Taiwan opens up to Hong Kongers after national security law

Taiwan “strongly” condemned Hong Kong’s national security law after it came into effect on the night of June 30 and warned its citizens to be careful when visiting the territory. The law, which was imposed by the Chinese government in Beijing, targets not just Hong Kongers, but anybody anywhere in the world.

Taiwan opened a dedicated office on July 1 to help Hong Kongers settle on the island.

At least 200 Hong Kong protesters have fled to Taiwan since last year. Two of them talked with the Guardian about their lives on the island nation.

Taiwan also opened up to Hong Kong and Macau visitors from June 29, who can come to Taiwan for business, trade, family, and humanitarian reasons.

Taiwan will look to strengthen its reserve forces, such as providing them with the same weapons as carried by the army.

India should boost its ties with Taiwan in trade, coronavirus and strategic cooperation, according to this Hindustan Times op-ed.

Taiwan’s economy has held up well because it actually never had to be shut down during this coronavirus outbreak. As a result, industrial production rose by in May by 1.5 percent year-on-year in contrast to South Korea and Singapore which saw decreases.

The Netherlands is actually Taiwan’s biggest foreign investor. Learn about this and more, such as the circular economy, in Commonwealth’s interview with the Dutch representative to Taiwan.

PC brand Acer is looking to diversify into becoming a lifestyle brand after releasing an energy drink. The logic is that many PC gamers, who are among Acer’s customers, often consume energy drinks for a boost while gaming.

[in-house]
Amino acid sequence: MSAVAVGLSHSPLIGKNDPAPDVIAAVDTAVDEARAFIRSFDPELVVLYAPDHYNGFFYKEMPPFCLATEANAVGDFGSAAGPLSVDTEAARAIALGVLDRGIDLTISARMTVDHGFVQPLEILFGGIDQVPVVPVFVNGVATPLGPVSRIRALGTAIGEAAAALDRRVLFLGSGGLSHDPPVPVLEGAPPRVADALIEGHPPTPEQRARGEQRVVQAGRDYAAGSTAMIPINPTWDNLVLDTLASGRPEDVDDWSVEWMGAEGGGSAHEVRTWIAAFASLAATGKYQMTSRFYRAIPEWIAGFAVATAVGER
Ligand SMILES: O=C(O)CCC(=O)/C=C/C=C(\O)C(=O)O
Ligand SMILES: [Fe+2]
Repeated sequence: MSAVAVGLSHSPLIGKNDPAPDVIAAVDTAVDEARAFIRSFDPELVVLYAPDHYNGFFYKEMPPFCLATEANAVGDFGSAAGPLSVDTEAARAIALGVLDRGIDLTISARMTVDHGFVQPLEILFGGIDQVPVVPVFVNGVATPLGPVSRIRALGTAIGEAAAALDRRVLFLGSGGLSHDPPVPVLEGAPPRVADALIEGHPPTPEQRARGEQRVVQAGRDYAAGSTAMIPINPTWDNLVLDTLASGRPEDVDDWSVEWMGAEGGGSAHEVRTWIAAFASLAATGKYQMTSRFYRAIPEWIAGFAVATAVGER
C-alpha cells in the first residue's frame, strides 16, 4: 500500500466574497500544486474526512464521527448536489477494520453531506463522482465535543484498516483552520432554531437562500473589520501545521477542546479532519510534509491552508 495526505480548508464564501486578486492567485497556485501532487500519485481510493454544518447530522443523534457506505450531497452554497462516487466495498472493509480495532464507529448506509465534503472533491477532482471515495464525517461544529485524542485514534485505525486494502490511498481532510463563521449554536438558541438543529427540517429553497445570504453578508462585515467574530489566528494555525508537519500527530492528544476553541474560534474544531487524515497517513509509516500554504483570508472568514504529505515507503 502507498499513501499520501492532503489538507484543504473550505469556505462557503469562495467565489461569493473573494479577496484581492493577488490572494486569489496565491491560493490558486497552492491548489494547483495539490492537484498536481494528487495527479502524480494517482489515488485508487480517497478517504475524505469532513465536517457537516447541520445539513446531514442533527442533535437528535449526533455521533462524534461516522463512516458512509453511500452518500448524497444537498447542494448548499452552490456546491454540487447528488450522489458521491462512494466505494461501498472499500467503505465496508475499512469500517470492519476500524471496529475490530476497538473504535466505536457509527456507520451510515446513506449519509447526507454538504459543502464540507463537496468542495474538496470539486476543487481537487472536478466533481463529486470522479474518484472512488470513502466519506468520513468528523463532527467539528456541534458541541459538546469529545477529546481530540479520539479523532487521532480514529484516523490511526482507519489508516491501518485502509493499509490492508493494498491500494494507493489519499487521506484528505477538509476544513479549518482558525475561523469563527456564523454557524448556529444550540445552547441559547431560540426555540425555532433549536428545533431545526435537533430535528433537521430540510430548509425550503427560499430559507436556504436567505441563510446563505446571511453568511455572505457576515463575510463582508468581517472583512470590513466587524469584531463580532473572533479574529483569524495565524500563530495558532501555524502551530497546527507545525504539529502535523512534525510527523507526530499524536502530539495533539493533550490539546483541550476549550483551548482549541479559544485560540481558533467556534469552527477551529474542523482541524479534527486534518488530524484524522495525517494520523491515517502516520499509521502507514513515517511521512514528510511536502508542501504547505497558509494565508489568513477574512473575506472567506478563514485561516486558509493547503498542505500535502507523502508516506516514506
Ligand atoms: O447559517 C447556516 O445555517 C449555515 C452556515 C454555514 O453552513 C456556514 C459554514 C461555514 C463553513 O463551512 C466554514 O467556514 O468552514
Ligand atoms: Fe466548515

Taiwan will attempt to tighten regulation of Chinese investment into local companies in order to prevent China from accessing vital technology and data.

Taiwan held one of the world’s few public Pride events in Taipei on Sunday, June 28. This was a special event held to celebrate Pride Month due to much of the world being unable to do so. The usual Taiwan Pride event will be held later in the year.

Here’s a rare look at Taipei’s homeless, who number around 650, according to this LA Times feature. While not that visible, a lot of them are in Wanhua, Taipei’s oldest district, (where much of this article is set) and the area around Taipei Main Station.

Taipei’s population decreased by almost 19,000 people this year as of May, as more people moved out than into the city. Factors include lower housing prices and better social benefits outside of Taipei.

Bubble tea is featured in another international media outlet, this time Al-Jazeera.